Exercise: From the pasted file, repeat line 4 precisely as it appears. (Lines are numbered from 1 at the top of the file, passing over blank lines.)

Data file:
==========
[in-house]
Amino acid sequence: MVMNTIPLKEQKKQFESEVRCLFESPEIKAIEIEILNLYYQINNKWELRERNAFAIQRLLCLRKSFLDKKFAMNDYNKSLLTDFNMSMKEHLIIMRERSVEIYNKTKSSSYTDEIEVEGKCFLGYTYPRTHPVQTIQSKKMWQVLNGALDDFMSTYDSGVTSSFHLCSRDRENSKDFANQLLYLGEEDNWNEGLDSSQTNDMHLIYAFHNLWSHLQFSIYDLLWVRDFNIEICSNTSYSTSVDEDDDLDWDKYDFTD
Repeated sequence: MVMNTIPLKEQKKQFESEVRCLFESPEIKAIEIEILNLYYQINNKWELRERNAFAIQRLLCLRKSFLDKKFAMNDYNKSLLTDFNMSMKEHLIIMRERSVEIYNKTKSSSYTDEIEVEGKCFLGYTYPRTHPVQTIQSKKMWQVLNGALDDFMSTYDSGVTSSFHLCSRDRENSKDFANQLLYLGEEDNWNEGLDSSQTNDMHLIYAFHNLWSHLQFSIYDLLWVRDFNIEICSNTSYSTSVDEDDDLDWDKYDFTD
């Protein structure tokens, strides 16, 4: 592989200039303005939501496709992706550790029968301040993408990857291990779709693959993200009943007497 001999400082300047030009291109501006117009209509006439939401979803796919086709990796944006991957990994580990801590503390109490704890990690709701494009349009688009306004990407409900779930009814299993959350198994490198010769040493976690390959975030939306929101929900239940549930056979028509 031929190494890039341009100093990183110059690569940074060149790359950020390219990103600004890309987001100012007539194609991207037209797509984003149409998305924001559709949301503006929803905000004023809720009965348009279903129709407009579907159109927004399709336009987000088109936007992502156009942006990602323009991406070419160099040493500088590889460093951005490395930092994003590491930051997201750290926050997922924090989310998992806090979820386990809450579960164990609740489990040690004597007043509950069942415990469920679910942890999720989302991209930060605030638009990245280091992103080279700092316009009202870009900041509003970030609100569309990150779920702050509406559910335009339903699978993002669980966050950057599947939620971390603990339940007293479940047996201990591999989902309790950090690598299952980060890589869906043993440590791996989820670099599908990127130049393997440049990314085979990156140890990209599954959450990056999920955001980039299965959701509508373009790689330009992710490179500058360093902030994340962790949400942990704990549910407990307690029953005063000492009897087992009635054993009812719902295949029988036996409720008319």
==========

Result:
């Protein structure tokens, strides 16, 4: 592989200039303005939501496709992706550790029968301040993408990857291990779709693959993200009943007497 001999400082300047030009291109501006117009209509006439939401979803796919086709990796944006991957990994580990801590503390109490704890990690709701494009349009688009306004990407409900779930009814299993959350198994490198010769040493976690390959975030939306929101929900239940549930056979028509 031929190494890039341009100093990183110059690569940074060149790359950020390219990103600004890309987001100012007539194609991207037209797509984003149409998305924001559709949301503006929803905000004023809720009965348009279903129709407009579907159109927004399709336009987000088109936007992502156009942006990602323009991406070419160099040493500088590889460093951005490395930092994003590491930051997201750290926050997922924090989310998992806090979820386990809450579960164990609740489990040690004597007043509950069942415990469920679910942890999720989302991209930060605030638009990245280091992103080279700092316009009202870009900041509003970030609100569309990150779920702050509406559910335009339903699978993002669980966050950057599947939620971390603990339940007293479940047996201990591999989902309790950090690598299952980060890589869906043993440590791996989820670099599908990127130049393997440049990314085979990156140890990209599954959450990056999920955001980039299965959701509508373009790689330009992710490179500058360093902030994340962790949400942990704990549910407990307690029953005063000492009897087992009635054993009812719902295949029988036996409720008319």